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Question DetailsAsked on 4/21/2014

How do septic-pumping companies find the "tank" when the homeowner doesn't know? Leech lines are visible.

House was purchased via a short sale and the current owners didn't know exactly where the septic system was located. As the new owner, I suspected it was near the leech lines, but not sure how to find it. Was told the septic system was never pumped since the home was built !! 20+ years ago....puzzling to me.

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If by "leech lines are visible" I hope you mean you have a raised mound system, so the "leach field" is visible - if the lines are visible you have raw sewage flowing over the ground or within a couple of inches of doing so. If you can tell where the lines are by stripes of greener grass, than your leach field is running saturated or is built too shallow, and the sewage is too close to the surface. May mean the field is plugged up - which is quite likely if it has never been pumped in 20 years, as the tank fills with solids and then the solids move into the leach field piping and plugs it off, so not only will tank need emptying but the leach field will need to be rehabilitated with jetting and/or vacuum pumping. May alternatively mean original burial depth was too shallow or someone scraped some soil cover off, in which case it can be rebuilt with a mound system if allowed in your area,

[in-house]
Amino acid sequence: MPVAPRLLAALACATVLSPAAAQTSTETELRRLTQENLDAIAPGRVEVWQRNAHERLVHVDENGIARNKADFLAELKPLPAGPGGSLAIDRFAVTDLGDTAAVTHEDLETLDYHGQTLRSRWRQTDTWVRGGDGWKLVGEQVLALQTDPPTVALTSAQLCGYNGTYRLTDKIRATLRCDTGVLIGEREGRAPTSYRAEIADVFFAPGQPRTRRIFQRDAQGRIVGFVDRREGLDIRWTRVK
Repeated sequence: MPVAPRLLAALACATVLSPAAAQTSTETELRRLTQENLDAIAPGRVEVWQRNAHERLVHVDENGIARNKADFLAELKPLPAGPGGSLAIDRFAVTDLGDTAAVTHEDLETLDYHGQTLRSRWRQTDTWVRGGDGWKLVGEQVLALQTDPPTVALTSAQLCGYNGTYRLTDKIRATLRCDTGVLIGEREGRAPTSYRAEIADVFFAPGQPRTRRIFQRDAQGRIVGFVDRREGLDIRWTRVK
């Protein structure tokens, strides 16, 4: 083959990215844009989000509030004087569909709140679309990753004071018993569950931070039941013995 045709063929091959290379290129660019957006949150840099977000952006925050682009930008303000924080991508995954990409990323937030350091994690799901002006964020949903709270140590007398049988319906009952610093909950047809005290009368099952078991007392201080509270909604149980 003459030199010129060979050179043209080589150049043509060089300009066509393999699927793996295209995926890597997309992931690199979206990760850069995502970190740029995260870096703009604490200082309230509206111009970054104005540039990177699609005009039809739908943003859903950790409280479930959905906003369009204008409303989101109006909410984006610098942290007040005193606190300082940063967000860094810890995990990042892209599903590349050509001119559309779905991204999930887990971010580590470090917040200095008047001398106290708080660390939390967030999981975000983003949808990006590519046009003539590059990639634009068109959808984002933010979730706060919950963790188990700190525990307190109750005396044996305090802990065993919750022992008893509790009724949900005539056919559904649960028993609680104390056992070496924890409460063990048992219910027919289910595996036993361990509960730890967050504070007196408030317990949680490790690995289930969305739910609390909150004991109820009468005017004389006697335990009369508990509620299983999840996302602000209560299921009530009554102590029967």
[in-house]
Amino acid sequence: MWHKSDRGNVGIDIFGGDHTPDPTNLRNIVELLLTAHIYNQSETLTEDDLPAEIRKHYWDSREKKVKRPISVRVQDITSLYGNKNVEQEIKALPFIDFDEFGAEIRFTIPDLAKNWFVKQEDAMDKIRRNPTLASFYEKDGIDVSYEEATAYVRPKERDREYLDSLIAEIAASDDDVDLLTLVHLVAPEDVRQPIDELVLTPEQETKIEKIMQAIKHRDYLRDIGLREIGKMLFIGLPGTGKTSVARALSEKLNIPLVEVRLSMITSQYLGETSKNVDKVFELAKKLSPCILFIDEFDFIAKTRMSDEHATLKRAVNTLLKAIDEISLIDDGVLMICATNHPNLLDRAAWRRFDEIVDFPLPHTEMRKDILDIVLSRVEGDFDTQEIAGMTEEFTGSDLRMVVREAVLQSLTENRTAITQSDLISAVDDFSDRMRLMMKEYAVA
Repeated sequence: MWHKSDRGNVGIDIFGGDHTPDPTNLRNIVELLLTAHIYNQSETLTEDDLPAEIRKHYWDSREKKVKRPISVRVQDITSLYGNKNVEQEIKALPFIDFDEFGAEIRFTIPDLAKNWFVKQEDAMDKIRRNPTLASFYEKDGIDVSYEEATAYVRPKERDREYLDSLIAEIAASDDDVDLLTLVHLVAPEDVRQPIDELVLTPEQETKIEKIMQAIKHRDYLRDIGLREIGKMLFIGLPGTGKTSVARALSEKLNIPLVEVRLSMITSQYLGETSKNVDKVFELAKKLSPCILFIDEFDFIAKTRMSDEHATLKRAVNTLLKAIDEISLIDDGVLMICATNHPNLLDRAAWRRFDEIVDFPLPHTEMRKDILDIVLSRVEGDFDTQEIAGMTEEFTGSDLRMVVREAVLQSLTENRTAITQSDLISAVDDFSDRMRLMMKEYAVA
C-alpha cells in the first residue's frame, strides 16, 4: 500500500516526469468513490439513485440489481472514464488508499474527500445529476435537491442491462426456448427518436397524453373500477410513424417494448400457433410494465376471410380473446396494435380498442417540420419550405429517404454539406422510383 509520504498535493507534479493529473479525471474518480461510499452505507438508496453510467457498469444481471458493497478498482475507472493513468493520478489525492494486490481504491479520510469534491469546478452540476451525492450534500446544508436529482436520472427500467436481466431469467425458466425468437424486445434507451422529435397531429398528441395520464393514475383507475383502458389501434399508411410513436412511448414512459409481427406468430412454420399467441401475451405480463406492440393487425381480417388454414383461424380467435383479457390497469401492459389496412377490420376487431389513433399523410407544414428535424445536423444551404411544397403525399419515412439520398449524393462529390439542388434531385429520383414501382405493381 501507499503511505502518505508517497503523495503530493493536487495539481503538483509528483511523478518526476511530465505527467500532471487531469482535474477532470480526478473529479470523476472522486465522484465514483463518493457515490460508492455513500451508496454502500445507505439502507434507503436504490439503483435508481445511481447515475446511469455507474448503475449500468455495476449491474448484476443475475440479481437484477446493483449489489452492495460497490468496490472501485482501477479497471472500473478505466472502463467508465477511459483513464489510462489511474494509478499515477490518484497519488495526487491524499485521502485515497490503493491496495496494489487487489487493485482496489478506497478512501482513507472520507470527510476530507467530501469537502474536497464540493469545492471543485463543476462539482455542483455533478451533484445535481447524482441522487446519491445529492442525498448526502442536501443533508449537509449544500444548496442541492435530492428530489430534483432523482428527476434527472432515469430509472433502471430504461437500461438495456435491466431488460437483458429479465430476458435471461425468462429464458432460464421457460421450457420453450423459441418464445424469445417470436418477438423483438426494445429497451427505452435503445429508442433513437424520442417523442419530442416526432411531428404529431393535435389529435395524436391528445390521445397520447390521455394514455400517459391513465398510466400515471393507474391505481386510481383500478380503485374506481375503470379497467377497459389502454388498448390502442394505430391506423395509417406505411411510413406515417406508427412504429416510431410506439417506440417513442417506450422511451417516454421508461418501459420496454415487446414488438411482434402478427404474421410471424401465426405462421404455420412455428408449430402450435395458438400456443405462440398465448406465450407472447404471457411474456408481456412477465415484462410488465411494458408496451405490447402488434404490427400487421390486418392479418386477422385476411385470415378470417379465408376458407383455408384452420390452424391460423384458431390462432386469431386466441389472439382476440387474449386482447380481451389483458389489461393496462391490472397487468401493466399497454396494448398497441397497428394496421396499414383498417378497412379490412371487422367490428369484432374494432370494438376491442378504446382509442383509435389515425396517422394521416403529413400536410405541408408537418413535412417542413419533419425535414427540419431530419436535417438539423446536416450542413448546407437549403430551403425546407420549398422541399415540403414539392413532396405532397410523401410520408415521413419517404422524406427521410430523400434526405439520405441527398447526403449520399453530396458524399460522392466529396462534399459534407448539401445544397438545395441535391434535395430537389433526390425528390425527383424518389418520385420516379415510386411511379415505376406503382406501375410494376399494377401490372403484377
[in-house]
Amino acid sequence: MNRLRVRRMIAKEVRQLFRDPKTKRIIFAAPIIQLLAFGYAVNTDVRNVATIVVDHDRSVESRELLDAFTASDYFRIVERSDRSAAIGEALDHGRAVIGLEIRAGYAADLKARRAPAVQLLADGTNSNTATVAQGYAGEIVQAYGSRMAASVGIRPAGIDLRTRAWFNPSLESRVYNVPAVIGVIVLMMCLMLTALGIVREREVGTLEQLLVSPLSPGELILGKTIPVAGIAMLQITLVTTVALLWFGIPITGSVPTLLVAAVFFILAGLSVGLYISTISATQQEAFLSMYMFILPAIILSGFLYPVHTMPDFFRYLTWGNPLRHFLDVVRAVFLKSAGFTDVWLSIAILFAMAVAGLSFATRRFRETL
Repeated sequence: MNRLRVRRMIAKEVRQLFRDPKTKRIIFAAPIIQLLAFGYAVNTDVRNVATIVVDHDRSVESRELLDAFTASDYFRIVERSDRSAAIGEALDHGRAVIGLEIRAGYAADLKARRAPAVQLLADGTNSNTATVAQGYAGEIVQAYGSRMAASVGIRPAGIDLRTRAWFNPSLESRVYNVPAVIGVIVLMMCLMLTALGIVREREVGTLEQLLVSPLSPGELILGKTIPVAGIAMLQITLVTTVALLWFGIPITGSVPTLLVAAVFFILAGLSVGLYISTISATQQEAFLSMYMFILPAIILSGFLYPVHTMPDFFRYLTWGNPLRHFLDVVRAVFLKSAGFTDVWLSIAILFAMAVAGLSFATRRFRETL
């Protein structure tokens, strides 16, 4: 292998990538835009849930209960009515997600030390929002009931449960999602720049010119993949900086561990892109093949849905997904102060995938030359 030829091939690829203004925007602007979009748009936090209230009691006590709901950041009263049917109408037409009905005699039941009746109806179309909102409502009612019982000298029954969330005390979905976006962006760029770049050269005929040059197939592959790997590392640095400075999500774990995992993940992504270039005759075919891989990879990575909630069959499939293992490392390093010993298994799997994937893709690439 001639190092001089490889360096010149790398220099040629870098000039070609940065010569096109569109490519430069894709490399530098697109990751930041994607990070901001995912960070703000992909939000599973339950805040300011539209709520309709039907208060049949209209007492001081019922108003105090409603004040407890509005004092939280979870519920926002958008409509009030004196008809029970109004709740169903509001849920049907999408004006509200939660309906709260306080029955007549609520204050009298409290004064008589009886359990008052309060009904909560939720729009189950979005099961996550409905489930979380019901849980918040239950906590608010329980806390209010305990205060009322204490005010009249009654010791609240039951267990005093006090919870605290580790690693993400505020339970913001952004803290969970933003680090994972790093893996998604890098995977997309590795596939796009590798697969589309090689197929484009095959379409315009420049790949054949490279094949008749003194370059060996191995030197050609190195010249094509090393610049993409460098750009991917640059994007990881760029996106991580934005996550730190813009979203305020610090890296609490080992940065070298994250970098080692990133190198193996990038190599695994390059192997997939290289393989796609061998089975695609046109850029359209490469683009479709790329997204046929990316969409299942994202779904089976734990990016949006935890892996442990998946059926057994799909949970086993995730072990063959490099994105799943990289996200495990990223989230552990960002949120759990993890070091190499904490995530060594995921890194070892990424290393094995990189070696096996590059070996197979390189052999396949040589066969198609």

If you can find where the sewer line is in the house, heading out, usually a direct shot from there to the tank and on to the leach field, though some fields are angled off from the tank depending on distance to nearby neighbor's leach fields, surface waters, and water wells. Typically, nearest end of tank is 10-20 feet outside the foundation of the house, and field begins 5-10 feet beyond that, and tiop of tank typically within 2 feet of the surface, with hatches usually within 6-8 inches of surface. You can commonly find them by looking for two square or round brown spots in the grass, if they are quite shallow. If you can't see it from the ground, commonly you can from the roof, if the ground surface is not plowed or graded annually.

Should be pumped every 2-10 years depending on how many people are in the house. A common industry rule of thumb is to take the number of bedrooms in the house times 6, divided by the number of people who actually live in the house, and that is the number of years it is likely to last between pumpings for a normal size tank properly sized to the number of bedrooms in the house - and this assumes no bedrooms have been added since the tank was installed. So, if you have 4 bedrooms and 8 people living in the house, you get 4x6/8 = 3 years estimated pumping cycle, and with only 2 people in the same house, you get 4x6/2 = 12 years. Of course, particular house usage patterns, amount of garbage disposal use, tank size, and ground temperature have effects also, so when your tank is pumped ask how full of solids it was (percentage wise), and adjust your pumping cycle proportionally so you are sure you get it pumped before it reaches maximum recommended capacity - which is typically 90% of baffle depth for rectangular tanks, and 80% for cylindrical tanks. It does not hurt (other than to your pocketbook) to pump too often, but letting solids into the leach field quickly promotes blocking off of the leachate flow, causing field failure and sewage backup.

Here are a couple of responses recently to your question which pretty well cover the subject -

Answered 6 years ago by LCD

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